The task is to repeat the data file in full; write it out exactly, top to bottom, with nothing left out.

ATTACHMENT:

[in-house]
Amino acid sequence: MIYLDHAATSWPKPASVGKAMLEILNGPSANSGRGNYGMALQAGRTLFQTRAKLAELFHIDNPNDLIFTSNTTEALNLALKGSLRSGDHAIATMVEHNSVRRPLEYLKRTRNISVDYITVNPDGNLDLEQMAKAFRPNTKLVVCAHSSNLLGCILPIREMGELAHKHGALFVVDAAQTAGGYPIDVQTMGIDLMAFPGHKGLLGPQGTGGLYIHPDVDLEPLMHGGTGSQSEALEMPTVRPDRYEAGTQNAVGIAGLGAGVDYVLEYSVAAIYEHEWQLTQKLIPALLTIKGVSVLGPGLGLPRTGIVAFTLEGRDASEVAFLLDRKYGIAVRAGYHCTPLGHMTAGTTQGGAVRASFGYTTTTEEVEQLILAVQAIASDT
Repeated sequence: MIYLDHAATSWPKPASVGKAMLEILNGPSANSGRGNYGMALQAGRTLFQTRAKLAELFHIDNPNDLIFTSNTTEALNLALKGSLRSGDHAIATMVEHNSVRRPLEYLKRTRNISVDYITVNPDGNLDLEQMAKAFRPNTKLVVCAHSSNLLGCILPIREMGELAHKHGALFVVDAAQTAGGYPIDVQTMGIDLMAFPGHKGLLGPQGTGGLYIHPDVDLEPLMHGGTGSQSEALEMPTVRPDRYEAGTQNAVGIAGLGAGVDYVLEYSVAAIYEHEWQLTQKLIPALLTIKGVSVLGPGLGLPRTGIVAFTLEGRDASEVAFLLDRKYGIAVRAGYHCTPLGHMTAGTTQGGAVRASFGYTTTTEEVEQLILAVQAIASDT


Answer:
[in-house]
Amino acid sequence: MIYLDHAATSWPKPASVGKAMLEILNGPSANSGRGNYGMALQAGRTLFQTRAKLAELFHIDNPNDLIFTSNTTEALNLALKGSLRSGDHAIATMVEHNSVRRPLEYLKRTRNISVDYITVNPDGNLDLEQMAKAFRPNTKLVVCAHSSNLLGCILPIREMGELAHKHGALFVVDAAQTAGGYPIDVQTMGIDLMAFPGHKGLLGPQGTGGLYIHPDVDLEPLMHGGTGSQSEALEMPTVRPDRYEAGTQNAVGIAGLGAGVDYVLEYSVAAIYEHEWQLTQKLIPALLTIKGVSVLGPGLGLPRTGIVAFTLEGRDASEVAFLLDRKYGIAVRAGYHCTPLGHMTAGTTQGGAVRASFGYTTTTEEVEQLILAVQAIASDT
Repeated sequence: MIYLDHAATSWPKPASVGKAMLEILNGPSANSGRGNYGMALQAGRTLFQTRAKLAELFHIDNPNDLIFTSNTTEALNLALKGSLRSGDHAIATMVEHNSVRRPLEYLKRTRNISVDYITVNPDGNLDLEQMAKAFRPNTKLVVCAHSSNLLGCILPIREMGELAHKHGALFVVDAAQTAGGYPIDVQTMGIDLMAFPGHKGLLGPQGTGGLYIHPDVDLEPLMHGGTGSQSEALEMPTVRPDRYEAGTQNAVGIAGLGAGVDYVLEYSVAAIYEHEWQLTQKLIPALLTIKGVSVLGPGLGLPRTGIVAFTLEGRDASEVAFLLDRKYGIAVRAGYHCTPLGHMTAGTTQGGAVRASFGYTTTTEEVEQLILAVQAIASDT